An Australian Tesla owner has driven over 700,000 km in his 2018 Model S, and says he’s saving around $20,000 per year on fuel and maintenance costs.

The Driven first reported on Nigel Raynard in July 2021 when the odometer on his Model S passed the 400,000 km mark, already a huge milestone with the original brake pads lasting much longer than most ICE vehicles. Nigel recently had the vehicle’s second battery pack installed and is now on his second set of brake pads which should be good for another 200,000 km.

Last week Nigel posted an update on a TeslaStars post about the story saying “Little update” with a photo of the odometer showing 700,000 km.

The Tesla Model S does airport transfers for Nigel’s chauffeur business Byron Bay Luxury Tesla. Nigel has averaged 10,000 km per month over the past 30 months since crossing the 400,000 km mark. An impressive amount of time behind the wheel.

Nigel had the original Model S battery replaced at 666,666 km. With an 8 year, unlimited km warranty, Tesla offered Nigel the choice of a larger battery pack or warranty replacement.

“A new 90kWh unit was quoted at ~$26,800 installed from memory and seeing as I had saved about $20,000 per year in service and fuel costs, it was a good deal” said Nigel.

Nigel opted for the warranty covered 75 kWh battery pack and has since added another 40,000 km to the odometer.

“Brake pads were done at 460,000 km so the new set is still good til around 900,000 km”

Purchased in 2018, the $20,000 a year over six years has saved the small business $120,000 in fuel and maintenance.

The million km battery redefining vehicle longevity

In 2019 Tesla CEO Elon Musk claimed that the Tesla Model 3 body and drive unit can last up to 1 million miles (1.6 million km) and that the battery can last up to 500,000 miles (800,000 km). Musk also said Tesla’s new battery packs would be designed for 1 million miles of operation.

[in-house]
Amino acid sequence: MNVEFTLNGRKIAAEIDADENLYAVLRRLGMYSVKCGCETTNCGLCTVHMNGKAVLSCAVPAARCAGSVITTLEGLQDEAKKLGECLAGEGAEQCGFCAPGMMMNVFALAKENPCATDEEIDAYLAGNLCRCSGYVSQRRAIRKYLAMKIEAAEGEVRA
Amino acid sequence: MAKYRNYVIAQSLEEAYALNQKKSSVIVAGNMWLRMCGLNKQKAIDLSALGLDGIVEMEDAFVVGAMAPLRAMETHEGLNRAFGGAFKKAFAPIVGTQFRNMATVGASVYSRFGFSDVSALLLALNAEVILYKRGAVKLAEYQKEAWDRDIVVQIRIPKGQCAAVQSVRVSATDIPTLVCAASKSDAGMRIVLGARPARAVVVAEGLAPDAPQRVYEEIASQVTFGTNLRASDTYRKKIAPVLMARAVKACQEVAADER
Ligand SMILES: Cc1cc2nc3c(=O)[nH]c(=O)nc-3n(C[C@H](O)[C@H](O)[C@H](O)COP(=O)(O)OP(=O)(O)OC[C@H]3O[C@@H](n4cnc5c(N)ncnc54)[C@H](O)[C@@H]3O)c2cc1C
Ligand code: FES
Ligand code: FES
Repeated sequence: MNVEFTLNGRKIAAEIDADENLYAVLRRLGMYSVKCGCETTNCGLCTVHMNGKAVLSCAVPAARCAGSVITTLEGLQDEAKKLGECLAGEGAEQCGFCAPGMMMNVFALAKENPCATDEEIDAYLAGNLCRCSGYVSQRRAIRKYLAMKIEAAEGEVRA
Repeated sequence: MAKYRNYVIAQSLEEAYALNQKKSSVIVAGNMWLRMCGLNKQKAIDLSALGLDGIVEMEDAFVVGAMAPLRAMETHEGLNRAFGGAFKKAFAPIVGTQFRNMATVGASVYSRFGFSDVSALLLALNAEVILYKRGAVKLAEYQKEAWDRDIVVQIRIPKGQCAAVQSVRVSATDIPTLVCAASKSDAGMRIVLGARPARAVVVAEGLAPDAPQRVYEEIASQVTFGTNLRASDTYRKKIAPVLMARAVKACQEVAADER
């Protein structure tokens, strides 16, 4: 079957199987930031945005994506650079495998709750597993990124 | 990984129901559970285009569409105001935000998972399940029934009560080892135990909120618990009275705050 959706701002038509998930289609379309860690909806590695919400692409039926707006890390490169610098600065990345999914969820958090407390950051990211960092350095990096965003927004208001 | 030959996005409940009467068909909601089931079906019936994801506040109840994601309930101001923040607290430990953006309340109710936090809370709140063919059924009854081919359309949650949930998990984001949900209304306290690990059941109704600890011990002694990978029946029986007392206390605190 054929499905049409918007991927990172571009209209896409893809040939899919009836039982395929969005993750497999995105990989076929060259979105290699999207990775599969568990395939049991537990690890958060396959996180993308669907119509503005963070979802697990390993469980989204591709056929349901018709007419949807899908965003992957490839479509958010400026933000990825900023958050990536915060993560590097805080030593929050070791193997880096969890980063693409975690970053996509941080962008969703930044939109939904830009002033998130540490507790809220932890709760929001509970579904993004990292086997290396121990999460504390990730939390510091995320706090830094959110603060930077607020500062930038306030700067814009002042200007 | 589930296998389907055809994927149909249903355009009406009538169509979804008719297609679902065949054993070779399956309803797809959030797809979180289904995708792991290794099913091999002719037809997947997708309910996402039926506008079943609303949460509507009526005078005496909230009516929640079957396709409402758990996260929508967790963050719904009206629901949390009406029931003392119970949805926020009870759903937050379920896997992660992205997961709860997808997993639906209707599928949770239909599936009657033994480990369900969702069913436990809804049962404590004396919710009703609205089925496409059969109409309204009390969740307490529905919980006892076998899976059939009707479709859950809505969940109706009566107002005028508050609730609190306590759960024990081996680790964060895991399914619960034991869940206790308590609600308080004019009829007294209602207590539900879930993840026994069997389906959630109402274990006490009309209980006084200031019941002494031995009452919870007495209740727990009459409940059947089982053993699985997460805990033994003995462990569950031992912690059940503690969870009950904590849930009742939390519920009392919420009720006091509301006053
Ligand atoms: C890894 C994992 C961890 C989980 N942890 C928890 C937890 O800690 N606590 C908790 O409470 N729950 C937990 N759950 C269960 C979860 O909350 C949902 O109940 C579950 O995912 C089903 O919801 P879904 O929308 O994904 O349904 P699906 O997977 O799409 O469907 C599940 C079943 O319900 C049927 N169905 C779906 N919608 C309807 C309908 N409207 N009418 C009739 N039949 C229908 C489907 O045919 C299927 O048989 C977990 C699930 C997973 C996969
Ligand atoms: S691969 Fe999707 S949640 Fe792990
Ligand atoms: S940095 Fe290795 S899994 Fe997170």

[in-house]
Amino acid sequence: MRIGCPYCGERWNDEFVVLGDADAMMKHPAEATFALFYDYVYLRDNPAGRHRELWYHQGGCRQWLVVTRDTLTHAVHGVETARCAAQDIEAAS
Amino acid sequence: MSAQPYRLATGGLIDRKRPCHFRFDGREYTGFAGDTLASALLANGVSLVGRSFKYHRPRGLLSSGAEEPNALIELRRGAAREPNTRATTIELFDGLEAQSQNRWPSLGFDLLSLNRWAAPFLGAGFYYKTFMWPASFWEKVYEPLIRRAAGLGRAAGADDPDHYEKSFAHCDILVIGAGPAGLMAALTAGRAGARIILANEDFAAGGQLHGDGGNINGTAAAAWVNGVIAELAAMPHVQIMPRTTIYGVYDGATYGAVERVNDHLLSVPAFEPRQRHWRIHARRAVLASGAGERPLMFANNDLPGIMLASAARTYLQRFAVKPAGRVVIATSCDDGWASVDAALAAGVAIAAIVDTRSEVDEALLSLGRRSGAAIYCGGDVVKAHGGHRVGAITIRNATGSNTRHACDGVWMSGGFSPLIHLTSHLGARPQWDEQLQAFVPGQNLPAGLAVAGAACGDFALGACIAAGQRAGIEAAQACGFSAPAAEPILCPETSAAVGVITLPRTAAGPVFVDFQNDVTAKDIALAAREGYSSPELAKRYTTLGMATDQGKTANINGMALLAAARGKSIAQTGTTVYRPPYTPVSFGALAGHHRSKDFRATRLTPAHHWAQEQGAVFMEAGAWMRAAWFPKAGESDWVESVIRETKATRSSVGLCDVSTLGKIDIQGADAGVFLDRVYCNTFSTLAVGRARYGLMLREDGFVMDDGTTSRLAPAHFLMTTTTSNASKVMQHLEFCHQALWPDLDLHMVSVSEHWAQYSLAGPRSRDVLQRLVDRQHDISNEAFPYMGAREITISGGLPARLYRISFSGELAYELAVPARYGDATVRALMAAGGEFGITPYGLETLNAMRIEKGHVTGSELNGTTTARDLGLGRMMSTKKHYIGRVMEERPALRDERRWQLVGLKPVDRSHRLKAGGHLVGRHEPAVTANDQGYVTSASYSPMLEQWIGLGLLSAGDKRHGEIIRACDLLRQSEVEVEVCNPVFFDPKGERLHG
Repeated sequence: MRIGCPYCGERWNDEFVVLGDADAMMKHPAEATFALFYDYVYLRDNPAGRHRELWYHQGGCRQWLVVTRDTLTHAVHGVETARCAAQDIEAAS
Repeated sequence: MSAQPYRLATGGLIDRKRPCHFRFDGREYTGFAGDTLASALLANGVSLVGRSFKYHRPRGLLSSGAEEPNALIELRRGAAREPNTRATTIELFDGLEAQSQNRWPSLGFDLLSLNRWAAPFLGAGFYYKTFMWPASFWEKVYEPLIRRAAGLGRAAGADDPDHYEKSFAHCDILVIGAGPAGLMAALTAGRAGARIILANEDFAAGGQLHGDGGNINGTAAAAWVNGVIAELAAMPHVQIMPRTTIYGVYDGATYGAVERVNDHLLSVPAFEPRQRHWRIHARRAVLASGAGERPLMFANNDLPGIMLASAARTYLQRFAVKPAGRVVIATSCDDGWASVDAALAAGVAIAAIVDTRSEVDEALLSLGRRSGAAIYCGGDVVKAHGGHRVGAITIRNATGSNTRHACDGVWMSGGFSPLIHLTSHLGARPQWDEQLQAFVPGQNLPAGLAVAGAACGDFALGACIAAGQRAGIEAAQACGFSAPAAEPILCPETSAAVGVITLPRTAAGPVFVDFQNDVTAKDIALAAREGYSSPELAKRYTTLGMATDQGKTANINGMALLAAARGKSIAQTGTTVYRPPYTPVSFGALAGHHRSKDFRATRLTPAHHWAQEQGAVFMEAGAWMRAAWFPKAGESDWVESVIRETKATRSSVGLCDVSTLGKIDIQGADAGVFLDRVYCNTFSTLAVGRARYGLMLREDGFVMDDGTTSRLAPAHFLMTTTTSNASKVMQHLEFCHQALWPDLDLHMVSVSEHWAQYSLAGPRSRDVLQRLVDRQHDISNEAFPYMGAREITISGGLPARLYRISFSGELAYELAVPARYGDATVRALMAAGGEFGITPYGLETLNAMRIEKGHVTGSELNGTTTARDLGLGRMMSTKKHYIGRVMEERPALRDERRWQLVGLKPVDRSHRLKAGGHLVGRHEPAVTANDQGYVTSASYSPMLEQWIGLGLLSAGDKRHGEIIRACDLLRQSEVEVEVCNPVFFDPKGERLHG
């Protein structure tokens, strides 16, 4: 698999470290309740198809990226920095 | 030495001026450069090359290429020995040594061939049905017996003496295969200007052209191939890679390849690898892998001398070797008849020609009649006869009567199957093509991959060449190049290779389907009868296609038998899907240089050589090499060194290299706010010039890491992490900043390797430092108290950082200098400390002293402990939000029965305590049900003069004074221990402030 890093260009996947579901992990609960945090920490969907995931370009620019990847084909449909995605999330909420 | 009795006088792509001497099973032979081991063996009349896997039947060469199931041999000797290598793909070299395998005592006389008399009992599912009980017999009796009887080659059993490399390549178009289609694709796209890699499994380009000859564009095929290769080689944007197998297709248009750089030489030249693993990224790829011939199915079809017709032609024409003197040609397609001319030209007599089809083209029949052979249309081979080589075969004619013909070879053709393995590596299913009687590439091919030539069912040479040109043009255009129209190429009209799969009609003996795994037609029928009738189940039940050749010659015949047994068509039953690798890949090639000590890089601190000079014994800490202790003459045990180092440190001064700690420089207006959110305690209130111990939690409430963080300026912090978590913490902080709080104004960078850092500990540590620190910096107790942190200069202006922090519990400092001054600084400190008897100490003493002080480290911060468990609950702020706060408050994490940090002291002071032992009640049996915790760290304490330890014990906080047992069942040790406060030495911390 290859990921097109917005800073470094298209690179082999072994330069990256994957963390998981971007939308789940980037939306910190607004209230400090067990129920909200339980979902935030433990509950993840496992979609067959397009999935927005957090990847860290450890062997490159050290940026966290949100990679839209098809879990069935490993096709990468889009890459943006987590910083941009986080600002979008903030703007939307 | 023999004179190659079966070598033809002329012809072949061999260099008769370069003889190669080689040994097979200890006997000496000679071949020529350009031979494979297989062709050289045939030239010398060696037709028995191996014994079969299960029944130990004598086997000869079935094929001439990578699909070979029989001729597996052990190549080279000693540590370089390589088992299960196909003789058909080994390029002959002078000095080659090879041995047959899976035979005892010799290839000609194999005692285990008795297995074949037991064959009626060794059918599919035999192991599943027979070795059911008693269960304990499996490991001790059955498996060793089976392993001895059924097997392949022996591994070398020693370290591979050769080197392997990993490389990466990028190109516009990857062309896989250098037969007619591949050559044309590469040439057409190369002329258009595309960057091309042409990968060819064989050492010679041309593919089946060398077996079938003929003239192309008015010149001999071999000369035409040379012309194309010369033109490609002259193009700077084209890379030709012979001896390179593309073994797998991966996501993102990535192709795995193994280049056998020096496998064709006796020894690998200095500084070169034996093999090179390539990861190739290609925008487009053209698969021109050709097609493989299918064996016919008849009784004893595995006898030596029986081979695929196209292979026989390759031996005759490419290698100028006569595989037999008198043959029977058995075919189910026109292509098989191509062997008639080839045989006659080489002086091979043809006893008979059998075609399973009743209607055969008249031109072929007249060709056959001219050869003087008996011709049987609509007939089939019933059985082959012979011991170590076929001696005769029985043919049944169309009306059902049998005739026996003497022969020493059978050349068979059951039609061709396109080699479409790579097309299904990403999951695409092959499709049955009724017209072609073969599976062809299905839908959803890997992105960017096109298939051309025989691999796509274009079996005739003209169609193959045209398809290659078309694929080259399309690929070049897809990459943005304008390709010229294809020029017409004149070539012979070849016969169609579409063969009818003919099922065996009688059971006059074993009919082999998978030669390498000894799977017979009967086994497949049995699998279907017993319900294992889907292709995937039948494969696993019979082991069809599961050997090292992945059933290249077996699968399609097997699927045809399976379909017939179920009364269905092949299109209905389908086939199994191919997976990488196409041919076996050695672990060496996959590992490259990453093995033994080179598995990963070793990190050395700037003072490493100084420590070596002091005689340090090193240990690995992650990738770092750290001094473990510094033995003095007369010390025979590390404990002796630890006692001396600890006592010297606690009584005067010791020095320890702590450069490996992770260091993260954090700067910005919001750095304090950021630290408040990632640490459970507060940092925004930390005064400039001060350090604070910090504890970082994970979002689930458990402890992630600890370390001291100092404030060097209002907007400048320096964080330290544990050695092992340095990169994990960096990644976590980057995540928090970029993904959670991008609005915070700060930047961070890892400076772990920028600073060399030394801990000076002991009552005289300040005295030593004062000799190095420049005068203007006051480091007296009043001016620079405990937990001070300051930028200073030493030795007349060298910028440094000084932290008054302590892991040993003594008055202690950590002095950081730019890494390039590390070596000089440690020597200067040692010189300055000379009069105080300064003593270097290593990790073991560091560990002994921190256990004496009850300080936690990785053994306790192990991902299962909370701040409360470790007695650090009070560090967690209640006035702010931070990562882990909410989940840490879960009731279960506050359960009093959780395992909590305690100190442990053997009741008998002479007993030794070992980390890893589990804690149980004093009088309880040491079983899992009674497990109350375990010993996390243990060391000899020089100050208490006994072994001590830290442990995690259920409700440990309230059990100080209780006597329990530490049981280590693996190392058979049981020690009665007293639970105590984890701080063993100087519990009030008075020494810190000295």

Tesla battery supplier CATL now provides 800,000 km warranties on its batteries and in May last year Gotion High-Tech announced its new battery pack, which will go into production this year, will last up to 2 million km. That’s 130 years worth of average Australian driving.

With Model 3 only launched in the US in 2017 (2019 in Australia) and the average annual driving distance less than 15,000 km, the vast majority of Tesla odometers are still well under 200,000 km so we still have many years to go before we real-world, large sample data on battery life.

However with millions of Model 3s and Ys now on the roads around the world and no reports of early battery degradation, signs suggest that we may see average lifespan of EVs stretch out to 4-5 times longer than average ICE vehicle lifespan of around 250,000 km.

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